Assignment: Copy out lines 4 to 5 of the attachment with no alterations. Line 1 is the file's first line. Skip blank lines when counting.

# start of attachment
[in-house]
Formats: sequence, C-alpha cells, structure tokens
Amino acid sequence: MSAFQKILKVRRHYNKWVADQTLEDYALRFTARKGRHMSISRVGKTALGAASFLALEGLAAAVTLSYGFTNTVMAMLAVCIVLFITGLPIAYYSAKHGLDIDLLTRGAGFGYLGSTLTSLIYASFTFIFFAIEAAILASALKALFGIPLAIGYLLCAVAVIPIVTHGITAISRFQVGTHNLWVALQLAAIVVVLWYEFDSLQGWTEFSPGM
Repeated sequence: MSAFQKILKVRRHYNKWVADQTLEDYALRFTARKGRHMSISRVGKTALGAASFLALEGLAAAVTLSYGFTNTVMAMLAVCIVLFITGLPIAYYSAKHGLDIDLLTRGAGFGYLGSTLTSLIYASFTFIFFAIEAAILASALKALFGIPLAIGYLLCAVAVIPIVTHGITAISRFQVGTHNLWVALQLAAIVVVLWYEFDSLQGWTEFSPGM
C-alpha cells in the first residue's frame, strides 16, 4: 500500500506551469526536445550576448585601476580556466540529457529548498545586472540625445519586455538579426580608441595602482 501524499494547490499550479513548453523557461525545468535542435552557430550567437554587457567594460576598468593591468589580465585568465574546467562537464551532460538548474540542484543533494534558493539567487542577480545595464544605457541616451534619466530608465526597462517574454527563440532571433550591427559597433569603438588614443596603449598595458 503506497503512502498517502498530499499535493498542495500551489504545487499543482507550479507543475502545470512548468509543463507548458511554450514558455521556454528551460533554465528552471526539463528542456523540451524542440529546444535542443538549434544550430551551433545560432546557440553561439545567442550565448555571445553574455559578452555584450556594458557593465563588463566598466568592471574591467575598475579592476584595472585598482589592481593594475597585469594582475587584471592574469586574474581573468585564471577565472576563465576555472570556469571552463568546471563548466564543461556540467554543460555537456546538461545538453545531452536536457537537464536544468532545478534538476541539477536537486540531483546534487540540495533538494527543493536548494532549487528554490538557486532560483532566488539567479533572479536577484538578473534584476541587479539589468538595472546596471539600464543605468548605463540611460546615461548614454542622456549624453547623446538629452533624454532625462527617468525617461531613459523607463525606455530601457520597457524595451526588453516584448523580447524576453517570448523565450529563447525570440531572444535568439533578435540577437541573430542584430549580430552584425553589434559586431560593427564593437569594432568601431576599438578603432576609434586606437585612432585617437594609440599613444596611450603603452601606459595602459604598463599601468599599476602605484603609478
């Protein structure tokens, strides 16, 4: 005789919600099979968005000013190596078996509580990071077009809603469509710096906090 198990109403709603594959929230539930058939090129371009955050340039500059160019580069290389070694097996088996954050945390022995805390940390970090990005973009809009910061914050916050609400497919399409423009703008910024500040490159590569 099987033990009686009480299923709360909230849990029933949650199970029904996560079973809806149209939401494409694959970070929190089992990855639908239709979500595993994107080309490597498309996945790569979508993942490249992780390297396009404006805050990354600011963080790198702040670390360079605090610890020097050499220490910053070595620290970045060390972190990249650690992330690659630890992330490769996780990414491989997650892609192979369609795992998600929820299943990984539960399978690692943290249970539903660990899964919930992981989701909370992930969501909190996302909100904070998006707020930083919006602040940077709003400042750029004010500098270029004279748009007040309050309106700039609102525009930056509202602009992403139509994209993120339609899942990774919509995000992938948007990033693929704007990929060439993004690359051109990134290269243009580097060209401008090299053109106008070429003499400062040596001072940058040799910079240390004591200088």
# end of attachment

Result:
Repeated sequence: MSAFQKILKVRRHYNKWVADQTLEDYALRFTARKGRHMSISRVGKTALGAASFLALEGLAAAVTLSYGFTNTVMAMLAVCIVLFITGLPIAYYSAKHGLDIDLLTRGAGFGYLGSTLTSLIYASFTFIFFAIEAAILASALKALFGIPLAIGYLLCAVAVIPIVTHGITAISRFQVGTHNLWVALQLAAIVVVLWYEFDSLQGWTEFSPGM
C-alpha cells in the first residue's frame, strides 16, 4: 500500500506551469526536445550576448585601476580556466540529457529548498545586472540625445519586455538579426580608441595602482 501524499494547490499550479513548453523557461525545468535542435552557430550567437554587457567594460576598468593591468589580465585568465574546467562537464551532460538548474540542484543533494534558493539567487542577480545595464544605457541616451534619466530608465526597462517574454527563440532571433550591427559597433569603438588614443596603449598595458 503506497503512502498517502498530499499535493498542495500551489504545487499543482507550479507543475502545470512548468509543463507548458511554450514558455521556454528551460533554465528552471526539463528542456523540451524542440529546444535542443538549434544550430551551433545560432546557440553561439545567442550565448555571445553574455559578452555584450556594458557593465563588463566598466568592471574591467575598475579592476584595472585598482589592481593594475597585469594582475587584471592574469586574474581573468585564471577565472576563465576555472570556469571552463568546471563548466564543461556540467554543460555537456546538461545538453545531452536536457537537464536544468532545478534538476541539477536537486540531483546534487540540495533538494527543493536548494532549487528554490538557486532560483532566488539567479533572479536577484538578473534584476541587479539589468538595472546596471539600464543605468548605463540611460546615461548614454542622456549624453547623446538629452533624454532625462527617468525617461531613459523607463525606455530601457520597457524595451526588453516584448523580447524576453517570448523565450529563447525570440531572444535568439533578435540577437541573430542584430549580430552584425553589434559586431560593427564593437569594432568601431576599438578603432576609434586606437585612432585617437594609440599613444596611450603603452601606459595602459604598463599601468599599476602605484603609478